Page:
We found Dr Bike in theatre, removing a subcutaneous lump, though as we were waiting for him to finish, an emergency C-section came in, followed by the plan to change the dressings of the patient with the large abscess on his face (which had been drained, but needed daily dressing changes). It seemed that Dr Bike was going to be some time in theatre, so we returned to the house for a late lunch. During a good chat after lunch, it transpired that Kiwi and Dolittle had felt that, on my first day, they had thought I was a genius, having studied medicine for less time than them, but still able to prescribe sensibly, and knowing all of the correct doses. Today they have unfortunately already realised that there are a few very common diseases, and only about five common drugs. It is a shame that that illusion was shattered so quickly, but at least I looked like a genius for a day!

I return to the ward (alone, as Kiwi and Dolittle want a rest as it is currently very hot) at around the time I would have thought Dr Bike would have finished the surgeries, to find he has left the theatre already. I decide to go to the children's ward to collect the notes for the patients he needs to see together, in the hope he is there, or heading there soon. As I arrive, I am beckoned over by one of the children's parents. The nurses don't seen too bothered by the parents distress, but I persuade one to come and translate for me. The parents think their child has gotten very ill over the last couple of hours, and is getting worse...

This ill baby is about 10 months old, and was admitted with a diagnosis of pneumonia,  gastroenteritis and malaria (it is common for the admitting doctor to try and cover all the bases by diagnosing everything). Tests had shown there was no malaria parasites in the blood, we couldn't listen to the lungs, as she cried whenever we mzungu were near, and has had diarrhoea and vomiting for days in the ward. Last night the doctor on call was called to the ward, as she was having a convulsion. The problem with children crying whenever we try and examine them, or even turn up at the bedside, is so common we don't think about it any more. All the babies here are scared of us, or are a little bit racist. We call it mzungu fever, and it ruins examinations.

In summary, this child has been very sick, though we didn't know what with (assumed gastroenteritis) and now seemed a lot sicker. She was one of the patients we had really wanted Dr Bike to see, though now it seemed a little too late... The baby looked very ill. She was lying on her back in the bed, with her eyes slightly open and not moving at all. I shook her (no response at all), took her pulse ( present but fast, thank god she isn't dead) then quickly examined her body. She had a huge belly, which was bloating out far more than it had been this morning, and sounded resonant on percussion. There were no other obvious problems. The thing that troubled me most was that in all this time with the scary mzungu examining her, the baby hadn't even stirred. This was the child that, for the past few days, we hadn't even been able to listen to her lungs as she was crying so hard every time a mzungu was near her. She was clearly sick. The parents told me that, since the morning when we had seen her (the time was now about 4PM), she had had no more diarrhoea, and had not vomited.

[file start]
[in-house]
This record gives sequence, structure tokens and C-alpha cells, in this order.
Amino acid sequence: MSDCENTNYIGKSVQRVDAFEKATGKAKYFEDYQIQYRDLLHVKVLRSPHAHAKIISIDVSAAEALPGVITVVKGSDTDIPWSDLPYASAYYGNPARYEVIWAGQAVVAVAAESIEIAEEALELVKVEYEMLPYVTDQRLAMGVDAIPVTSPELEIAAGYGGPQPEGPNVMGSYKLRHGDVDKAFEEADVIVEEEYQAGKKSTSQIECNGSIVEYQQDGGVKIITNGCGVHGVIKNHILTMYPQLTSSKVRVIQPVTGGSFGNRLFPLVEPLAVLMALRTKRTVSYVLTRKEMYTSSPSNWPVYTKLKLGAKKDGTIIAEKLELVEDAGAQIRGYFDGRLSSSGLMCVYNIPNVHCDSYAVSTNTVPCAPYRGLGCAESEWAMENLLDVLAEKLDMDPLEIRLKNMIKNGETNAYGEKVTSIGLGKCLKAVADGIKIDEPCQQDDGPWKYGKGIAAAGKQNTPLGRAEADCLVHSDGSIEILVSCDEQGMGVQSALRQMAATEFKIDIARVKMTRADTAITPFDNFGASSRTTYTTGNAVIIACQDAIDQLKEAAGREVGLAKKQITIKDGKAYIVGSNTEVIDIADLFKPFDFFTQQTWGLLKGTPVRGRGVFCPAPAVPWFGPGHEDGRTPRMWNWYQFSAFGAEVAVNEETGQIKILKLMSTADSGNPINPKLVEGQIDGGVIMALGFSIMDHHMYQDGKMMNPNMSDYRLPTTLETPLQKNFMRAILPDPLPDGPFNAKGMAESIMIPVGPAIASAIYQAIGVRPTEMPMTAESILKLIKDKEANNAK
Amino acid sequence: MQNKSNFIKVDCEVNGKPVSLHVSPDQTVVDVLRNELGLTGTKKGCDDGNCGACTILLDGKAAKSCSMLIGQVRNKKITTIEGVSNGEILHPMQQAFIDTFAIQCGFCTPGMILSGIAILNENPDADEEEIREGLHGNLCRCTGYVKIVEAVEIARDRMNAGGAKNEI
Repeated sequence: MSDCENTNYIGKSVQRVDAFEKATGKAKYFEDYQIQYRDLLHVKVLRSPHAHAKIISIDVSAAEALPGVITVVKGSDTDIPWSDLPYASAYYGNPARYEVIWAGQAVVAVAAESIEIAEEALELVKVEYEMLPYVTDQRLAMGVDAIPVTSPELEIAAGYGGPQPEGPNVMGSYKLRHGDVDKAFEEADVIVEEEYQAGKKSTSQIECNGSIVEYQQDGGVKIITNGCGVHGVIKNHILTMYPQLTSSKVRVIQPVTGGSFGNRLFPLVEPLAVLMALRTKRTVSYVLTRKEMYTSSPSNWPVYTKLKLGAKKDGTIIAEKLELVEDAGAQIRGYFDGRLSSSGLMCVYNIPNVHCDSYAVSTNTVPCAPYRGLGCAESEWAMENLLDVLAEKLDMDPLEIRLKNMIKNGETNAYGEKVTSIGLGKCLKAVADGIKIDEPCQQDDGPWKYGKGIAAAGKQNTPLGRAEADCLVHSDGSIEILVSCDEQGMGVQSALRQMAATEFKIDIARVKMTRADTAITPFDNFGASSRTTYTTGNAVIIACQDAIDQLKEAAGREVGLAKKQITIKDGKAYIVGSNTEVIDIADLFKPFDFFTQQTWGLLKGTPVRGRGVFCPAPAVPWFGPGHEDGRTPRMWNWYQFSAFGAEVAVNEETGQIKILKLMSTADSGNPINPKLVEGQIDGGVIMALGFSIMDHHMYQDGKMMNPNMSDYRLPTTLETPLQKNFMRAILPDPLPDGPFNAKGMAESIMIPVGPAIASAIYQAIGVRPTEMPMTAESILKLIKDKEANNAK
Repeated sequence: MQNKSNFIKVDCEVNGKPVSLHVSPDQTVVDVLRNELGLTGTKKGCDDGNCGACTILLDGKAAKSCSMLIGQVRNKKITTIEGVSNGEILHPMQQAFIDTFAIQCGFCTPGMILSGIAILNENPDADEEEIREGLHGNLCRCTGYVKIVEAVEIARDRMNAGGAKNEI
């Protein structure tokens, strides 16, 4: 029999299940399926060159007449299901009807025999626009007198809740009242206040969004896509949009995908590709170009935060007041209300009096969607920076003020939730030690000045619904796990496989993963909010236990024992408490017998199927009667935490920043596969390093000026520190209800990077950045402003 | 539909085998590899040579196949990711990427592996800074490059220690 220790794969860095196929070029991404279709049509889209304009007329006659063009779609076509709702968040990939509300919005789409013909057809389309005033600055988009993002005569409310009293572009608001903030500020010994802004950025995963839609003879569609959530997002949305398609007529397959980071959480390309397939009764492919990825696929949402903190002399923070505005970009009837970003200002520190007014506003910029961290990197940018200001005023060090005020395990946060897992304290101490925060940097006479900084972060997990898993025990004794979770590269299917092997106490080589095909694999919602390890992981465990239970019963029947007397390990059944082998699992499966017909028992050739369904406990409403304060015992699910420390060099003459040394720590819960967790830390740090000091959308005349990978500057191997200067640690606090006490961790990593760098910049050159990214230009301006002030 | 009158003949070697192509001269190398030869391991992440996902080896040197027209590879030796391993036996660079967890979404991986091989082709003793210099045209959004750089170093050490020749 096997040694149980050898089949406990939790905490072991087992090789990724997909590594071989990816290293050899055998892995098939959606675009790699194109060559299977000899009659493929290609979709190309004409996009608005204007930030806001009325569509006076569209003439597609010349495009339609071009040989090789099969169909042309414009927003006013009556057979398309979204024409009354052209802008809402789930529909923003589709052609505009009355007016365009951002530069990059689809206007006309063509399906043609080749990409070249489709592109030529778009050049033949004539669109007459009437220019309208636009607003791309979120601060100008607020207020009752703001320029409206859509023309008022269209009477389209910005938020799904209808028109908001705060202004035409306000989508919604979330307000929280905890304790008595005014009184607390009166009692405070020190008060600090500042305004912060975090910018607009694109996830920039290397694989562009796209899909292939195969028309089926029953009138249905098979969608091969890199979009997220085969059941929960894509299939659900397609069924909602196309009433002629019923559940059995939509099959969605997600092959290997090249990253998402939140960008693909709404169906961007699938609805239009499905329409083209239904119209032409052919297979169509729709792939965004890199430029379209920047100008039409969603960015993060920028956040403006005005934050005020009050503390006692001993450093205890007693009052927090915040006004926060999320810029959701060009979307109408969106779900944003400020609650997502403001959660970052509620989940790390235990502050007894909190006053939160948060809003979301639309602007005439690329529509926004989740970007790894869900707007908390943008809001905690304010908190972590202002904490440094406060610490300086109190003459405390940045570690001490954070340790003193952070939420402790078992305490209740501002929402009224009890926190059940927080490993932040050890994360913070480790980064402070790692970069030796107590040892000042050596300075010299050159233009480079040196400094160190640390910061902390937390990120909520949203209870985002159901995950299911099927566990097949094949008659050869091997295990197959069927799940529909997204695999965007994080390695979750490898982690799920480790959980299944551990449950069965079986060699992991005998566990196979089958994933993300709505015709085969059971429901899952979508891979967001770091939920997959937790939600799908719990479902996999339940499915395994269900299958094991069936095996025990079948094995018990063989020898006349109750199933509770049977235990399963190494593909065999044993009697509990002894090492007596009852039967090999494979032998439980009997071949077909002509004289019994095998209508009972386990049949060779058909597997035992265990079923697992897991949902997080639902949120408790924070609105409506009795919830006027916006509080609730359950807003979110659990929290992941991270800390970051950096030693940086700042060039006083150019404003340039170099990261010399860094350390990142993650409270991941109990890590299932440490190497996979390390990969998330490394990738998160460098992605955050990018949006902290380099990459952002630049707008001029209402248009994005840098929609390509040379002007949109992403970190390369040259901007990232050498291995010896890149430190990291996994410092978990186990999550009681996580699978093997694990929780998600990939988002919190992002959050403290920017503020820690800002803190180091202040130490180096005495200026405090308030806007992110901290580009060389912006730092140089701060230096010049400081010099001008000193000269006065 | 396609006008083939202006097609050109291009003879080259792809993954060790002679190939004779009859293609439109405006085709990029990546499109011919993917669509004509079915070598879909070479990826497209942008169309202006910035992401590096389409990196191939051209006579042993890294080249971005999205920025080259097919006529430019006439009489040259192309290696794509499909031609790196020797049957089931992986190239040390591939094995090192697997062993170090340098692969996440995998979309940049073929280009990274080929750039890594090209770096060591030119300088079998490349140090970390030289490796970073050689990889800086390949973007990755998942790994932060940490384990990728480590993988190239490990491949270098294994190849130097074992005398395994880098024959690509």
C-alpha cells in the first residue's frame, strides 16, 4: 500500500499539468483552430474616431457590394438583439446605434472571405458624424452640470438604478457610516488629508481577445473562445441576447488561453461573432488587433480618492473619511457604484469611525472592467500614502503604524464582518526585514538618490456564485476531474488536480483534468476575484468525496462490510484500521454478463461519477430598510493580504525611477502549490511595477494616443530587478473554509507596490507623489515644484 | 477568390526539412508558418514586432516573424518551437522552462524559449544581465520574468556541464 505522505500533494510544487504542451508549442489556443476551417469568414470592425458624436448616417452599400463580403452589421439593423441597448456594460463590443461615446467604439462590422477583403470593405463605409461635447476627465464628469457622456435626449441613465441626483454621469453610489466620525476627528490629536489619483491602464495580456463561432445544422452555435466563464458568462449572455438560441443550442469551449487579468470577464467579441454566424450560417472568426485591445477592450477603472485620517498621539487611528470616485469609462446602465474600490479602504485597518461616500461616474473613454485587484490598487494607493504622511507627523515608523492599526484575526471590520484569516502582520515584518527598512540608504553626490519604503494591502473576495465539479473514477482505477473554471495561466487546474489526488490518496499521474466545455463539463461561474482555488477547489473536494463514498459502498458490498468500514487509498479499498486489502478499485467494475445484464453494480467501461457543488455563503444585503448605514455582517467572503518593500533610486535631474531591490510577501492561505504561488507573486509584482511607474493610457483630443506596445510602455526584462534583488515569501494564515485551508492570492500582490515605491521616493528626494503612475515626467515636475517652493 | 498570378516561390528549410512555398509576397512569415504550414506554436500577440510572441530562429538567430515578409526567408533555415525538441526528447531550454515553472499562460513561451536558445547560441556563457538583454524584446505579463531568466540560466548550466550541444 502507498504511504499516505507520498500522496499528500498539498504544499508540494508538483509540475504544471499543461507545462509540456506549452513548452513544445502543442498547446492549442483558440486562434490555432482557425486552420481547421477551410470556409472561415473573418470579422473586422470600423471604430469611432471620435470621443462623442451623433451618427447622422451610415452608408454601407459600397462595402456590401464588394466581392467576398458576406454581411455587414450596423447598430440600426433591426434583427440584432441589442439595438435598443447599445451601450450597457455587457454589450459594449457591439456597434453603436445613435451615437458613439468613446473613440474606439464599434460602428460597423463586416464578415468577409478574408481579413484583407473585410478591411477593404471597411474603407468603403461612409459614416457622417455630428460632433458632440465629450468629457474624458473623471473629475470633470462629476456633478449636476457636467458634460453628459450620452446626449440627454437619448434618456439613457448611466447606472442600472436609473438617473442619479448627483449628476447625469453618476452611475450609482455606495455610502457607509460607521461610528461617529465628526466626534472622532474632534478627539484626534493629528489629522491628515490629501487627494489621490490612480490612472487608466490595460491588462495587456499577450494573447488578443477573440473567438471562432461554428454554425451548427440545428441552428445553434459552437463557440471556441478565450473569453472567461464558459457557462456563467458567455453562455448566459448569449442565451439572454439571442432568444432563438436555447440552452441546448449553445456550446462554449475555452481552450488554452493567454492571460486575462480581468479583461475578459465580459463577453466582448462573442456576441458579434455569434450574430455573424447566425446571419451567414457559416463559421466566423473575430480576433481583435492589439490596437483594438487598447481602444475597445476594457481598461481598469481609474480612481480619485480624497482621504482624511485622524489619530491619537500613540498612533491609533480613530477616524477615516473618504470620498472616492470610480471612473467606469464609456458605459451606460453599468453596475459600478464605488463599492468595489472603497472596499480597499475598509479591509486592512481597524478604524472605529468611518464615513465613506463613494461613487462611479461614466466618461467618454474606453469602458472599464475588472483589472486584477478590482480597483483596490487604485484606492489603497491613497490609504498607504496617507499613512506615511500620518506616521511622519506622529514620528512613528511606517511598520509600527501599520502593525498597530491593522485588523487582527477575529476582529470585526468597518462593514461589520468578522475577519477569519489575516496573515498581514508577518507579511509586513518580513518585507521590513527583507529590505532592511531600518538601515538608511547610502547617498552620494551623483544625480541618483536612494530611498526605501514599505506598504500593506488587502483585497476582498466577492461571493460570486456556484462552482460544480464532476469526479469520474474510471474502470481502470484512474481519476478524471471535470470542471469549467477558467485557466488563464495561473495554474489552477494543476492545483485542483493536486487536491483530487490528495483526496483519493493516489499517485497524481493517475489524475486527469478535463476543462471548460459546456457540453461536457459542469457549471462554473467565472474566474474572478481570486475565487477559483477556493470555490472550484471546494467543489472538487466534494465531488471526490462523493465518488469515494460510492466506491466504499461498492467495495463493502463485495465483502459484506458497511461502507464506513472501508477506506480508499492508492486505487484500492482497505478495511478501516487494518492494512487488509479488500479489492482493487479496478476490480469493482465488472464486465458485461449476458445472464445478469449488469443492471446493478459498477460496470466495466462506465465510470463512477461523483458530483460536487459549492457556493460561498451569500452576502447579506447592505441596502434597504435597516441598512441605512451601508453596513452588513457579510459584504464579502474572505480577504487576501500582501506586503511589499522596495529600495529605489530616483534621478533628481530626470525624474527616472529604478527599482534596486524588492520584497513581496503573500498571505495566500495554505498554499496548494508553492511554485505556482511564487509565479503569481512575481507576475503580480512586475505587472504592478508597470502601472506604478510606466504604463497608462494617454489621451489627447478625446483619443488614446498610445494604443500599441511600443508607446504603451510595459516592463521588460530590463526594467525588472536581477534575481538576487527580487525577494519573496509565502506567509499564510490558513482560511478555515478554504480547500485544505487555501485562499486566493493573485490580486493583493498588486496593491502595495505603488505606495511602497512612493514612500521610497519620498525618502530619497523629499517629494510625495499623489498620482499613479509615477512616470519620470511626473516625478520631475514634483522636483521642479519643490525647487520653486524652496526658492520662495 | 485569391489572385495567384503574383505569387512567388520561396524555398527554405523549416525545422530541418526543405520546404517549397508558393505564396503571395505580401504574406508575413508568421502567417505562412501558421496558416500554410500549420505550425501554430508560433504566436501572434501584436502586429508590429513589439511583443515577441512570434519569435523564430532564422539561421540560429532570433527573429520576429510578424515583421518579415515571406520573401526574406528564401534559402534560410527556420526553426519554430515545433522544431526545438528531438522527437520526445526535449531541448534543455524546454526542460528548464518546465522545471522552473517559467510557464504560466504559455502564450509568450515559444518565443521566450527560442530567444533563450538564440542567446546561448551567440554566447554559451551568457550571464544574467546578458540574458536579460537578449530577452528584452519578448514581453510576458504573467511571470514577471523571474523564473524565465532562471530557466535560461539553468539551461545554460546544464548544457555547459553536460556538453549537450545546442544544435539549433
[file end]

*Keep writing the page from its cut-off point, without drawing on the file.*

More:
Dr Bike spent most of today in theatre carrying out a number of operations. The theatre is much better kitted out than the rest of the hospital!

I was very worried, and had no idea what was wrong with the baby. Are her bowels obstructed? Or would this cause vomiting? I tried calling Dr Bike four times, but he didn't pick up. Starting to get really worried, I decided to go and look for a doctor to fix things for me. On my way out of the ward, I run into Kiwi and Dolittle, who had felt guilty and come to help me (something I really appreciated right now). I bought them up to date quickly, and we then split up to search the hospital for someone to help us. We found no doctors, but found that the Dr on call was Dr BT. I am not exactly confident of his skill set (he saw the child who died last night of anaemia, who was left for hours without the transfusion) so we decided to get Dr Bike from his house. After all, he still had his ward round to do.

I knocked on his door to find him eating dinner. I explained that there was an emergency, but he said he was busy eating, and would come after he had finished his food. I was sure I wouldn't be able to get him to come in any faster. Dolittle and I head back to the ward, while Kiwi goes back to our house to get her stethoscope, as none of us currently have one on us.

Once back at the ward, I show Dolittle the baby, and Dolittle examines her as well. This time, as soon as Dolittle's fingers touch the baby's head, she stirs and looks around, sneezes in my face (thats another infection coming my way), then lets out a fart lasting for over 10 seconds. I have never heard so much wind in one go, and the abdomen visibly shrinks as she is farting. Not back to normal, but back to a much less scary size. Seemingly relieved, the baby shifts around a little then closes her eyes, and end to our 'emergency' which happens just in time for Kiwi to hurry through the door with her stethoscope in her hand.